Higher ore prices act as a dampener for ferro alloys makers

High chrome ore prices in the domestic market have come as dampener for ferro chrome manufacturers, especially those running plants without a captive lease. As standalone players largely source the ore from the state-run Odisha Mining Corporation (OMC), the steep floor price has deterred buyers.

At the previous round of e-auctions on July 26, OMC offered 95,270 tonnes of varying grades of chrome ore with an average floor price of Rs 8,138 per tonne. Of the offered quantity, 55,180 tonnes were left unsold, mirroring tepid interest from buyers.

The grouse of ferro alloys producers is with the "unrealistic" discovery of a reserve price by OMC.

"OMC has over a period established a mechanism of setting a floor price for auction, deriving it from the export price of chrome ore/chrome concentrate. The objective is to have a floor price close to the market. However, inter-company transactions should not be treated as a fair market transaction, as this could have been done with various strategic intents," said an industry source. Ferro alloy manufacturers feel OMC's formula of back-calculating from the free-on-board price to fix floor price is unrealistic. Instead, they suggest it consider the bid price quoted by MMTC through its wholly-owned subsidiary, MTPL (MMTC Transnational), which represents the true market price.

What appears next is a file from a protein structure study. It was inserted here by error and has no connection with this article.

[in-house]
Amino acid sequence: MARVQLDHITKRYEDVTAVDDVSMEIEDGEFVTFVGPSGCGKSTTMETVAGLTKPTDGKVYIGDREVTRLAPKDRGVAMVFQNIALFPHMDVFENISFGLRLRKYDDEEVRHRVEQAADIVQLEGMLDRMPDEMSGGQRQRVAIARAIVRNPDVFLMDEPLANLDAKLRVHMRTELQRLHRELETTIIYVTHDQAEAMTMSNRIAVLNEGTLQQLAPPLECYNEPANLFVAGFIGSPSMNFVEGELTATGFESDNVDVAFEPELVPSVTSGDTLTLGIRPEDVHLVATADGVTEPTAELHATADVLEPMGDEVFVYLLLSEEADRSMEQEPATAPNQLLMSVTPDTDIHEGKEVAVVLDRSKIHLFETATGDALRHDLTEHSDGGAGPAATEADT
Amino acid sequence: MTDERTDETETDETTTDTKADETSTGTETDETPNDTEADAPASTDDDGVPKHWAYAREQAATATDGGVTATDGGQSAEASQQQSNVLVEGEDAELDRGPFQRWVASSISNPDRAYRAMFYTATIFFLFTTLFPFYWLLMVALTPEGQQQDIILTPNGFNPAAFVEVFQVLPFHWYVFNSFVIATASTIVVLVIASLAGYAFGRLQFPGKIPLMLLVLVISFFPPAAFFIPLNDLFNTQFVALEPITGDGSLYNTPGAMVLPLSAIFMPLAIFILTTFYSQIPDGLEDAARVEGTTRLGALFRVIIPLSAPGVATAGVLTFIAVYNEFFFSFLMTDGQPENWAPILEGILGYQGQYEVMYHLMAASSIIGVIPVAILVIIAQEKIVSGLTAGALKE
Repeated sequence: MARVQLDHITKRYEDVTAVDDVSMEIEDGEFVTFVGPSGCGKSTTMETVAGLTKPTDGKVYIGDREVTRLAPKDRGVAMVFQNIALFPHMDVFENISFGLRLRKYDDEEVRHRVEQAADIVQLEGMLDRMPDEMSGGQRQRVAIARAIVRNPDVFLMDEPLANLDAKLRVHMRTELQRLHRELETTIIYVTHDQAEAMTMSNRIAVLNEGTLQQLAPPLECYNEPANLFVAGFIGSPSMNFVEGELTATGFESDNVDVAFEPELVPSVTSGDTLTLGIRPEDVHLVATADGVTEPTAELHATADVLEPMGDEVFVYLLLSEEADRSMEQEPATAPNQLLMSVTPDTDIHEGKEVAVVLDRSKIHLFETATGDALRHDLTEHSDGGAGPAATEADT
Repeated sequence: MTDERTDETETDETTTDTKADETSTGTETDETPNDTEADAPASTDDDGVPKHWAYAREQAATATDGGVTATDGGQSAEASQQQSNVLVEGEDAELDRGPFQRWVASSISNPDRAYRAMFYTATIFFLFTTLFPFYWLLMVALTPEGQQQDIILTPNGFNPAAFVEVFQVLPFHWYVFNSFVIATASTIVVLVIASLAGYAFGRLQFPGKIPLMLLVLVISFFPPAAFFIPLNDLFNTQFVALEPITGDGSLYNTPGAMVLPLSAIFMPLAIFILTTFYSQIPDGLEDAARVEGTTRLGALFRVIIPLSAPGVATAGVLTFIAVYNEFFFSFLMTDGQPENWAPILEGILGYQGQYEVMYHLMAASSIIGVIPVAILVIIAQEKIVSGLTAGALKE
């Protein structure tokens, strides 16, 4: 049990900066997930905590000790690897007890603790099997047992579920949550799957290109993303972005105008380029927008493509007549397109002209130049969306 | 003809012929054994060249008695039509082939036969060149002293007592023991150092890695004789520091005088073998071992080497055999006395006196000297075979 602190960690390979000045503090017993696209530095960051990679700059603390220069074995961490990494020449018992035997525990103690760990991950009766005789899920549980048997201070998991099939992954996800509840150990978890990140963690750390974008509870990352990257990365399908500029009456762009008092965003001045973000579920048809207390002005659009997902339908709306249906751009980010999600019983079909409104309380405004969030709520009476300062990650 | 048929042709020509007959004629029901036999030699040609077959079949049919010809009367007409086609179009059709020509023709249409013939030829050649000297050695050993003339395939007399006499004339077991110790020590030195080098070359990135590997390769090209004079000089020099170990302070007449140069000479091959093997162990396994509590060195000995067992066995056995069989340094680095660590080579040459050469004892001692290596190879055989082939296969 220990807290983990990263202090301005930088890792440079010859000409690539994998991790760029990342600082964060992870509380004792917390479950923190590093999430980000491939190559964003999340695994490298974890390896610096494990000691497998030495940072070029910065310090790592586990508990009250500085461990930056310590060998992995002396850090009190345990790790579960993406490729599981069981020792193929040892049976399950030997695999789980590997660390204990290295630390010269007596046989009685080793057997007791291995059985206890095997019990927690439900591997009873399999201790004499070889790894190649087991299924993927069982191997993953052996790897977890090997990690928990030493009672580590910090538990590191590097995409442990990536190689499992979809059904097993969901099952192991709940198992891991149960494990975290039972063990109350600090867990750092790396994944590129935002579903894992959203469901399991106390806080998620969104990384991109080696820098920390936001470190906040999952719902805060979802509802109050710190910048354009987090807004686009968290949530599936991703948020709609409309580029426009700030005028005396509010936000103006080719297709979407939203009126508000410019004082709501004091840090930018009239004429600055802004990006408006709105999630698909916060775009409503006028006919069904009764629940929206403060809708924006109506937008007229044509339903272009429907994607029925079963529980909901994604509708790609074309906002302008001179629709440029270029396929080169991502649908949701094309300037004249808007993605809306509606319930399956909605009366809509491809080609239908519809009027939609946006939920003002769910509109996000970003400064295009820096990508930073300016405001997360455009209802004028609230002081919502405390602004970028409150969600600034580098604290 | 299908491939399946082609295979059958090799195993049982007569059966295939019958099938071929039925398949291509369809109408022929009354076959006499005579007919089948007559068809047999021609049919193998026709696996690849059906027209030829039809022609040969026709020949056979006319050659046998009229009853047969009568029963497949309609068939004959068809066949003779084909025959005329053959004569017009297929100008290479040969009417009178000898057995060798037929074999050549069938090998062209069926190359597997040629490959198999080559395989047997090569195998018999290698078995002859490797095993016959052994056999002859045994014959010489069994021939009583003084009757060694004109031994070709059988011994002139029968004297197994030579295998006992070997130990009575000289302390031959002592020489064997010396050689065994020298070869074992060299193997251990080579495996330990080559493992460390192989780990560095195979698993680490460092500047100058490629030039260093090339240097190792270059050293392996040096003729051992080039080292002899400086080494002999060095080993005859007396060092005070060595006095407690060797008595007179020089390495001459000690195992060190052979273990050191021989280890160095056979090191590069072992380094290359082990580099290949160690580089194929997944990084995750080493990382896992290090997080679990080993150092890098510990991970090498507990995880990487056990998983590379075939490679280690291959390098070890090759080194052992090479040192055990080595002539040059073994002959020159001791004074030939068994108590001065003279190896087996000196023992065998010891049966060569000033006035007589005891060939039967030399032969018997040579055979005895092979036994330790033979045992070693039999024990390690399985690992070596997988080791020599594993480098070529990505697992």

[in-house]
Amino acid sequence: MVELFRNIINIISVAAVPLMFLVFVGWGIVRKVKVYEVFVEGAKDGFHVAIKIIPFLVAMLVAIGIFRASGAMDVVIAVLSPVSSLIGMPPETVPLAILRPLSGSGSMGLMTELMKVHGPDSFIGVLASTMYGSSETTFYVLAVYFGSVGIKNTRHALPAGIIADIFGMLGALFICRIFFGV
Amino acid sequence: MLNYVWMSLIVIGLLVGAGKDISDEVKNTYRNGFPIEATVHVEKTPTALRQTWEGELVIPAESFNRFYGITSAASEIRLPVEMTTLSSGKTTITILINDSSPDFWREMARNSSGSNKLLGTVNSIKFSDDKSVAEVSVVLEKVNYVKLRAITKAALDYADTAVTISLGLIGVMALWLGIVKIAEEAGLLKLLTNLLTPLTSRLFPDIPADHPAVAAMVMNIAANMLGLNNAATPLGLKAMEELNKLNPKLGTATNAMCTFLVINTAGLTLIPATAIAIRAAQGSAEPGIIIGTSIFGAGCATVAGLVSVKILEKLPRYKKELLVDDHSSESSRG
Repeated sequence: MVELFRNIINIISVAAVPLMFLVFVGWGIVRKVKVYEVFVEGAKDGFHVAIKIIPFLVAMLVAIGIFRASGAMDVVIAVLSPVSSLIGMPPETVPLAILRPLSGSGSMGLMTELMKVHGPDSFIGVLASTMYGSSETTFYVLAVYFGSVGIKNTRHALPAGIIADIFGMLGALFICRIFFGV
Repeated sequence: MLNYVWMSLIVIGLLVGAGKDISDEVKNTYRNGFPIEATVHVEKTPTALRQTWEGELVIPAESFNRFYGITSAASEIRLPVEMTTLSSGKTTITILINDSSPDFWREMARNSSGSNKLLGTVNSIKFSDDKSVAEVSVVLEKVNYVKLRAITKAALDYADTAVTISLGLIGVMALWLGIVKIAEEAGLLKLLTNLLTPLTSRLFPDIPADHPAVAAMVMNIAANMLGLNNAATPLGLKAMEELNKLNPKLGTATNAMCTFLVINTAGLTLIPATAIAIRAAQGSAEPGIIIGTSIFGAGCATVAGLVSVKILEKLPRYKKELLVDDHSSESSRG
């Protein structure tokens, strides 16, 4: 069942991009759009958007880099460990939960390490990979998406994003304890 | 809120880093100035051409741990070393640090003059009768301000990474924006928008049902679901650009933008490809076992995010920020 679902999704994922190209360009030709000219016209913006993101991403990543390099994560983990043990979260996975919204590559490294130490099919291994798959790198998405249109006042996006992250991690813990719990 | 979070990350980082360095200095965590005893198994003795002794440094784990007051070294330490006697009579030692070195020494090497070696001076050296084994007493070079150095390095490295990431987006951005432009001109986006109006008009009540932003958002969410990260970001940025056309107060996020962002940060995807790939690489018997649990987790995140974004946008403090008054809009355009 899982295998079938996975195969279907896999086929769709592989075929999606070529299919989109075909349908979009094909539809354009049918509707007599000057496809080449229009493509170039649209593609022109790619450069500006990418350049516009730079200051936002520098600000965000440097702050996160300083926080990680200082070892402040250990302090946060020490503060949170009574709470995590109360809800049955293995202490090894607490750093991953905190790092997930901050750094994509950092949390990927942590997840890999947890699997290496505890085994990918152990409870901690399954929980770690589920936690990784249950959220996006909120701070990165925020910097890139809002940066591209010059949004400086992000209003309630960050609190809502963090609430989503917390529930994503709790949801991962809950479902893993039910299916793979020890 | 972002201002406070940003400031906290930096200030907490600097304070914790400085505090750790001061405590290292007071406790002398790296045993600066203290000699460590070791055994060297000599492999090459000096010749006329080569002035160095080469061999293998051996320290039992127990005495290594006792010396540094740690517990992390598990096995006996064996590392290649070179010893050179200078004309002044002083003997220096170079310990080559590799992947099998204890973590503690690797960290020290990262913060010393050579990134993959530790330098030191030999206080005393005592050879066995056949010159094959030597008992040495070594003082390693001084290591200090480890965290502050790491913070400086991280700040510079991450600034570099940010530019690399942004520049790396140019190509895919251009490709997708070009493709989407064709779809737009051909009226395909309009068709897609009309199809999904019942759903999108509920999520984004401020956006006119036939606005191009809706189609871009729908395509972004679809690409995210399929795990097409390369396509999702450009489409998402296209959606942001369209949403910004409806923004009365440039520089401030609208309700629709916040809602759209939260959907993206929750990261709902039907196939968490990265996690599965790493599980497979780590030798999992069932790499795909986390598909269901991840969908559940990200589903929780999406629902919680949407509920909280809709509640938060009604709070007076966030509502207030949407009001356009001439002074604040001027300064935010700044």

Another issue highlighted by manufacturers is that OMC includes Rs 1,050 per tonne towards logistics cost and port handling charges while back-calculating the floor price.

"Had OMC followed the actual market price, it could have eased the floor price by 15-20 per cent. If OMC does not arrive at a realistic floor price, its inventory would go up and ferro chrome makers would be prompted to go for capacity curtailment," said a producer.

The other concern for ferro alloys makers is the price of high-grade chrome ore (with chromium content of 50 per cent and above), which finds application only in refractories and cannot be used in ferro chrome production. For OMC, the solution lies in pro-rating the prices of all grades of chrome ore from the base grade (48-50 per cent).

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